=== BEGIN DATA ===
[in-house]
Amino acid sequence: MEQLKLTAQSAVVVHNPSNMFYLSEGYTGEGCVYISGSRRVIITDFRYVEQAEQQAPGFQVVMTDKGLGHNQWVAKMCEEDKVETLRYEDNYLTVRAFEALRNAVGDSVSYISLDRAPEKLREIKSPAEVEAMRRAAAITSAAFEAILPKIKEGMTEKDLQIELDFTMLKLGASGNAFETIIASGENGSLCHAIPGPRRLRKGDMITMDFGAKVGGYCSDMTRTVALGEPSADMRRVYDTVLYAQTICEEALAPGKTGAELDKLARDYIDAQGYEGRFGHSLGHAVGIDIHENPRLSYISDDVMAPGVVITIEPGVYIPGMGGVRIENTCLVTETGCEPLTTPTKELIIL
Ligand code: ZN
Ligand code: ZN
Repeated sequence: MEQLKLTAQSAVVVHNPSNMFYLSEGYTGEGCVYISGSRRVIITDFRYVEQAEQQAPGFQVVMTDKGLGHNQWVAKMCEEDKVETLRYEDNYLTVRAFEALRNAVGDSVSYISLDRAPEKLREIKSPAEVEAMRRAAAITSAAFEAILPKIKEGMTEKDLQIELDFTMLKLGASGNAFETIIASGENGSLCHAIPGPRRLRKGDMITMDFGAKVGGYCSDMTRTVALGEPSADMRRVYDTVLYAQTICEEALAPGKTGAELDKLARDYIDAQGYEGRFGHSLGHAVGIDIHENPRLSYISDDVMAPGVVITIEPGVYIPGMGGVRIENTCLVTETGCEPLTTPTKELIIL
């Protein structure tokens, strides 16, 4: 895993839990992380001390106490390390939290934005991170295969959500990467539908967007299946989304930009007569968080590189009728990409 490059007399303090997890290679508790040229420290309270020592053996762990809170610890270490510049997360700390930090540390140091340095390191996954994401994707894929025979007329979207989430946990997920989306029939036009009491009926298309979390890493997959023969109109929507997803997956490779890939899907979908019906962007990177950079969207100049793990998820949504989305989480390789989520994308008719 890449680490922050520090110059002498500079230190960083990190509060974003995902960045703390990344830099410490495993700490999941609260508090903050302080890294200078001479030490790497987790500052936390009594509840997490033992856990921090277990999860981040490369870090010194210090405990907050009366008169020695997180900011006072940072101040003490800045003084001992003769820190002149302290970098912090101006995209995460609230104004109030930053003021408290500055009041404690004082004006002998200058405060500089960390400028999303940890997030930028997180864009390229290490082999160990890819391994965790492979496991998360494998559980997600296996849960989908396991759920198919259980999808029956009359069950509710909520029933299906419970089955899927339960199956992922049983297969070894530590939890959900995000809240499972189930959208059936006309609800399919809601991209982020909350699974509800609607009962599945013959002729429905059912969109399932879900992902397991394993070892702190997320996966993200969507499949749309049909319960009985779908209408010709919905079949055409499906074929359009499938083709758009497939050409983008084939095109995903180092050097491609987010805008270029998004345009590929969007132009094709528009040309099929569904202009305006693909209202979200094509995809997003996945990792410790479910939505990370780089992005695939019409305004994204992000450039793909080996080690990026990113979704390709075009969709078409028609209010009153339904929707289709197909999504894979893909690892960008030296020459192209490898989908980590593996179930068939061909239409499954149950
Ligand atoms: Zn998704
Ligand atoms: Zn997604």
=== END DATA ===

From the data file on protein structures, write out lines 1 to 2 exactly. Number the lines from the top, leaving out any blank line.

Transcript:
[in-house]
Amino acid sequence: MEQLKLTAQSAVVVHNPSNMFYLSEGYTGEGCVYISGSRRVIITDFRYVEQAEQQAPGFQVVMTDKGLGHNQWVAKMCEEDKVETLRYEDNYLTVRAFEALRNAVGDSVSYISLDRAPEKLREIKSPAEVEAMRRAAAITSAAFEAILPKIKEGMTEKDLQIELDFTMLKLGASGNAFETIIASGENGSLCHAIPGPRRLRKGDMITMDFGAKVGGYCSDMTRTVALGEPSADMRRVYDTVLYAQTICEEALAPGKTGAELDKLARDYIDAQGYEGRFGHSLGHAVGIDIHENPRLSYISDDVMAPGVVITIEPGVYIPGMGGVRIENTCLVTETGCEPLTTPTKELIIL